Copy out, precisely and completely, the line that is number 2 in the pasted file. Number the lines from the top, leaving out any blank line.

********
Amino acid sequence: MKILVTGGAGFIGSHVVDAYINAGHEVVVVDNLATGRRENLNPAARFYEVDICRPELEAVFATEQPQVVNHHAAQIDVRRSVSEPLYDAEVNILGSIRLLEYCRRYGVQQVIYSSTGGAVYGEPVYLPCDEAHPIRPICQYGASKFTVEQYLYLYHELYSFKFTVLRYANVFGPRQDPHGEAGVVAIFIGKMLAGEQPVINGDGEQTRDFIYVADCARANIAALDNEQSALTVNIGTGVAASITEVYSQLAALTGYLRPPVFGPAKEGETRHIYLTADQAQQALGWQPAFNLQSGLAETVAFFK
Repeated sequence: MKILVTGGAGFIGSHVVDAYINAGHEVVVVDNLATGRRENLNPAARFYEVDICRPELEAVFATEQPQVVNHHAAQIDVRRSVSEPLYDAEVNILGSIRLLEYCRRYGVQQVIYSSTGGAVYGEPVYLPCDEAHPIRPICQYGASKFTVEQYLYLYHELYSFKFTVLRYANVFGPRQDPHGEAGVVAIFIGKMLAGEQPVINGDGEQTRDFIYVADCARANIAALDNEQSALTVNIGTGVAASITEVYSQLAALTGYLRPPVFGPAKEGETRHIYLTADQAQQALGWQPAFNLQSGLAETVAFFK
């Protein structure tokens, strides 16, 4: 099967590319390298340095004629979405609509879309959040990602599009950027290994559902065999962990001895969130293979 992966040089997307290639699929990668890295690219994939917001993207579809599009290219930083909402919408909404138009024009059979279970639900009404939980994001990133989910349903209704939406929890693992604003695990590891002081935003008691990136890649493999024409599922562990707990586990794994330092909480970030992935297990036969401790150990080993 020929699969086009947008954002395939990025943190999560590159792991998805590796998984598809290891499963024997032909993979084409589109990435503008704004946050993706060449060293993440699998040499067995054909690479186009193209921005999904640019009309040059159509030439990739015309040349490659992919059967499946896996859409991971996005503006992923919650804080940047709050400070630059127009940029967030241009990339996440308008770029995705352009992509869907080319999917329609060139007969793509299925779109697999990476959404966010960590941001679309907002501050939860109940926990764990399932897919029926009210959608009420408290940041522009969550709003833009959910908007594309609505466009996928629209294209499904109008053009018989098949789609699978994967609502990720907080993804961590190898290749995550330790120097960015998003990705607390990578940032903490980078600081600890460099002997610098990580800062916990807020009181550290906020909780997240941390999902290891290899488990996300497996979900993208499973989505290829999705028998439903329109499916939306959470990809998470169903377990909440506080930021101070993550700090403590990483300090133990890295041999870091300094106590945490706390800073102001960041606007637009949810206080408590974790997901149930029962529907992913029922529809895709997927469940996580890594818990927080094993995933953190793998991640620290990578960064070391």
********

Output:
Repeated sequence: MKILVTGGAGFIGSHVVDAYINAGHEVVVVDNLATGRRENLNPAARFYEVDICRPELEAVFATEQPQVVNHHAAQIDVRRSVSEPLYDAEVNILGSIRLLEYCRRYGVQQVIYSSTGGAVYGEPVYLPCDEAHPIRPICQYGASKFTVEQYLYLYHELYSFKFTVLRYANVFGPRQDPHGEAGVVAIFIGKMLAGEQPVINGDGEQTRDFIYVADCARANIAALDNEQSALTVNIGTGVAASITEVYSQLAALTGYLRPPVFGPAKEGETRHIYLTADQAQQALGWQPAFNLQSGLAETVAFFK